Tuesday, August 07, 2012

Questions for Holbo and Bertram:

Is Rawls more important than Hitchcock?
Is Mill more important than Dickens?
Is Hegel more important than Goethe?

I'm not asking their preference.
The answer to the first is obvious. The third I don't have an opinion on.

Leiter
Federal Reserve Chairman Calls for "More Philosophy"
About time!
The link is to Bloomberg: "Bernanke to Economists: More Philosophy, Please"
The Fed is charged with two precise, measurable tasks: Keep unemployment low and prices stable. These are indexes, numbers on a scale, and if a Fed chairman can keep them where they should be, he can be satisfied that he has done his job. In that sense, Bernanke is playing the world’s most complex video game.

But in Monday’s speech, Bernanke wandered outside the game. He asked why he should keep prices stable and unemployment down. Those numbers mean things to humans. They mean satisfaction, the ability to live within means. They mean happiness. These kinds of words make economists uncomfortable. Happiness resists measurement. When things cannot be measured, they cannot be modeled, and if economists aren’t using models, then they aren’t scientists.

On Monday, Ben Bernanke wasn’t talking like a scientist. He was talking like a philosopher.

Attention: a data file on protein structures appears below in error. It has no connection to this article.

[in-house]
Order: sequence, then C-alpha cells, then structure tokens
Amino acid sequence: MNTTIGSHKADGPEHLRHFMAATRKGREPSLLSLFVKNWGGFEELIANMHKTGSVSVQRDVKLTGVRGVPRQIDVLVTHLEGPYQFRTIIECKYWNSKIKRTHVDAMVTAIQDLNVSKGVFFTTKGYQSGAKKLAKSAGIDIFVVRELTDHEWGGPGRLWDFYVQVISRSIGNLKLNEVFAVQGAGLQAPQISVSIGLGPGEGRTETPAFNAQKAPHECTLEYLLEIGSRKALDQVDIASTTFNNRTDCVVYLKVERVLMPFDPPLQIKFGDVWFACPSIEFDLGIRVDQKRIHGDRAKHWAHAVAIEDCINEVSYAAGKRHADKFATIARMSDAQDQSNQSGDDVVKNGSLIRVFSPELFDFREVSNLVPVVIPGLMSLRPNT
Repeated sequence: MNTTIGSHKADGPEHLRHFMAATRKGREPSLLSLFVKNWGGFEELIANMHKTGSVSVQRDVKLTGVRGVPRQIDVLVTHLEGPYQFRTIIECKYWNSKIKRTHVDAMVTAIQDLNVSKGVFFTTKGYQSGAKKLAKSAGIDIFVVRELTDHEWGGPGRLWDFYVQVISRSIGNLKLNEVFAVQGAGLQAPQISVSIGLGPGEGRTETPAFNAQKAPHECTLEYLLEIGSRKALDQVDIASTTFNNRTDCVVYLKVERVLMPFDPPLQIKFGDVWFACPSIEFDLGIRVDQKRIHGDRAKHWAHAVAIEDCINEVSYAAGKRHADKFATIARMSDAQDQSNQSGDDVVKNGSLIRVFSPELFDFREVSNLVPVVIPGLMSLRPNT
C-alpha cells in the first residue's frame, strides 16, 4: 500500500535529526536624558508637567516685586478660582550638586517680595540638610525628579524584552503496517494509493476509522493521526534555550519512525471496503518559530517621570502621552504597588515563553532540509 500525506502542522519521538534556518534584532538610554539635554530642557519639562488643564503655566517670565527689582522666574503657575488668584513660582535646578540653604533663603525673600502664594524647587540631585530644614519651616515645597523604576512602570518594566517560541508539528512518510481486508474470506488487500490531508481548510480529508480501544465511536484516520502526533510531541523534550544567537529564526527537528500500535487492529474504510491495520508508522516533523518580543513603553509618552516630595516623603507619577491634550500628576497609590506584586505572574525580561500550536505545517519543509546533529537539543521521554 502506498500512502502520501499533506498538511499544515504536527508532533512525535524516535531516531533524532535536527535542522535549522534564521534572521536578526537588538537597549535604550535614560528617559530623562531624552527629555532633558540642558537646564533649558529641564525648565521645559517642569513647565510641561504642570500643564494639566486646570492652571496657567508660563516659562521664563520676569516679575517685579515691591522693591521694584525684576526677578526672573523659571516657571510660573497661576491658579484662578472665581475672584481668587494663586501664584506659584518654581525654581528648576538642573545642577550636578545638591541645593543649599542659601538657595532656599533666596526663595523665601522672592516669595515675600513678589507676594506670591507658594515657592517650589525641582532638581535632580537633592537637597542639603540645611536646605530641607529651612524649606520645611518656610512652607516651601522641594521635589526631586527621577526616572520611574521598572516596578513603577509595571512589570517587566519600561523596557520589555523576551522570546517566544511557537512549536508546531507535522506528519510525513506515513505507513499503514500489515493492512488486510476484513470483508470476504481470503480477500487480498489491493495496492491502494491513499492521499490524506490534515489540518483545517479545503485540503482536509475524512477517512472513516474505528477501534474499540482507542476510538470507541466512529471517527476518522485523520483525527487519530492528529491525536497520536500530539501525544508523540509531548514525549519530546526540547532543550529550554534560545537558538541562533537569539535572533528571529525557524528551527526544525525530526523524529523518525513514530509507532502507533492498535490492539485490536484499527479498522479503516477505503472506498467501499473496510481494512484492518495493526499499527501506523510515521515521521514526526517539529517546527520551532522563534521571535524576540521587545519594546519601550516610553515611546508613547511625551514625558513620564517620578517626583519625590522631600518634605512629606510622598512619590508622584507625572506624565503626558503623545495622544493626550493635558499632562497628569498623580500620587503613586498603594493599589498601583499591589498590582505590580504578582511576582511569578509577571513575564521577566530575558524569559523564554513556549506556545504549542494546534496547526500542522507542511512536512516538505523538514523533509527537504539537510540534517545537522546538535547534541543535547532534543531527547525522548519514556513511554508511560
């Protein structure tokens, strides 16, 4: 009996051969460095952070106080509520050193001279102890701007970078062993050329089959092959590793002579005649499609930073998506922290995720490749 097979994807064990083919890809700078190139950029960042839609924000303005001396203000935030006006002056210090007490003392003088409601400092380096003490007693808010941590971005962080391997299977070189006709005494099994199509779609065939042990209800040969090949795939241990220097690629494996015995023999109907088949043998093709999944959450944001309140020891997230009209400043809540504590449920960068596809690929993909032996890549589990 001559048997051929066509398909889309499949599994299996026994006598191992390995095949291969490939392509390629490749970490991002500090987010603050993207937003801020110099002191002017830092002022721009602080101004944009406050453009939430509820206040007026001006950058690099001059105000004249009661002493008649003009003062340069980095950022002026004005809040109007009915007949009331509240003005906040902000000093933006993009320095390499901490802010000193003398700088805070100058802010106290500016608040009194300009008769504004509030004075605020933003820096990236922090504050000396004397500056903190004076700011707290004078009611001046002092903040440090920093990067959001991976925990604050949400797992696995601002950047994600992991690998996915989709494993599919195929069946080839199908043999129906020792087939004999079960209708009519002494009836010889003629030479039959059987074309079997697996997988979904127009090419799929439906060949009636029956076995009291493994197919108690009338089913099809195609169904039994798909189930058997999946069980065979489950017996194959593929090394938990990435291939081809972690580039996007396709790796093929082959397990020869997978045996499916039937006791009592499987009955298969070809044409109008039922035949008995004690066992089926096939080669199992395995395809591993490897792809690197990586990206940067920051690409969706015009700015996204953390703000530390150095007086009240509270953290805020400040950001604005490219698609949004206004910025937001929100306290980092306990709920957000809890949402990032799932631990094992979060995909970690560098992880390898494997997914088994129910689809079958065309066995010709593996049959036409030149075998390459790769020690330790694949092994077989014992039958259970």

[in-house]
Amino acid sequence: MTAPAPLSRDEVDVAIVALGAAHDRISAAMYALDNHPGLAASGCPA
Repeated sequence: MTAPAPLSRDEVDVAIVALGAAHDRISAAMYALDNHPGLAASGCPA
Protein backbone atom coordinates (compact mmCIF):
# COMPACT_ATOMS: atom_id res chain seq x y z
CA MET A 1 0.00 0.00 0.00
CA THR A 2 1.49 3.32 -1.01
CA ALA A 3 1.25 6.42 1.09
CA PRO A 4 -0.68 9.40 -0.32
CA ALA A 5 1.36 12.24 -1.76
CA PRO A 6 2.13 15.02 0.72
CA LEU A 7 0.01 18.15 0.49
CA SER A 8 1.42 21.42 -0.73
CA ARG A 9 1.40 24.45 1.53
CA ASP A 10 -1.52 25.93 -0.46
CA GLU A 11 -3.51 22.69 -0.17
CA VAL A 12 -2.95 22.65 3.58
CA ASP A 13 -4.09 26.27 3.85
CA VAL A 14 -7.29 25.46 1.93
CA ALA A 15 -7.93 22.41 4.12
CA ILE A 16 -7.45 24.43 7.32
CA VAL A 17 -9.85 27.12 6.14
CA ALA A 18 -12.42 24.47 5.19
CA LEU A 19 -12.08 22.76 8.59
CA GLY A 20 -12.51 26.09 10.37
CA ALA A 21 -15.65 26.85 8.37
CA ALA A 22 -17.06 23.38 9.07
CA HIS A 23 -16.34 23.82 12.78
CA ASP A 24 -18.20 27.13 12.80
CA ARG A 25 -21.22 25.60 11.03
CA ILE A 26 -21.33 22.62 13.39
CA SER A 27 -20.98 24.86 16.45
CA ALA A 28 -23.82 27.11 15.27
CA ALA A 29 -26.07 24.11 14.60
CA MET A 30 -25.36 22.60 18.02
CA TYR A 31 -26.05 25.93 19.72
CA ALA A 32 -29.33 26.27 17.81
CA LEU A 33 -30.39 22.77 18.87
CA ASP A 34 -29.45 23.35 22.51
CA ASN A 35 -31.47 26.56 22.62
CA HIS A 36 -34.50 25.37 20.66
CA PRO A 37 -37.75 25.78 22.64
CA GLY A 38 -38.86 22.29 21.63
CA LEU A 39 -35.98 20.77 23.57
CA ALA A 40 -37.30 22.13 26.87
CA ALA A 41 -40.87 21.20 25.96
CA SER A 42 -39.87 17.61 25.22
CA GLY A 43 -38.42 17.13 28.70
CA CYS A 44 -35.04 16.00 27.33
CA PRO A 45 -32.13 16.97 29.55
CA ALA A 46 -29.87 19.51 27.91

No, Bernanke is not a scientist, and his job is not like playing a video game.  And no, he was not talking like a philosopher; he was talking like an undergrad.
A few years ago, at a gallery opening I got into a conversation with an astrophysicist from Caltech; we were mutual friends of the curator. He felt slightly dragged along. He was game but said he didn’t understand art. The conversation drifted and he mentioned a book he was reading, a biography of Sandy Koufax, the great pitcher for the Dodgers, in Brooklyn and LA. He said what he liked most was the way the author wrote not only as an observer, a professional sportswriter, and fan, but as a woman, an outsider in the world of male athletics, and as a Jew writing about Kofax, another Jew and outsider in the gentile world of professional sports. He said her description of those relations was really interesting. I asked him if he could have described any of it as she had. He said no. I told him he understood art.
Actual scientists, the smart ones at least, are observant and curious.

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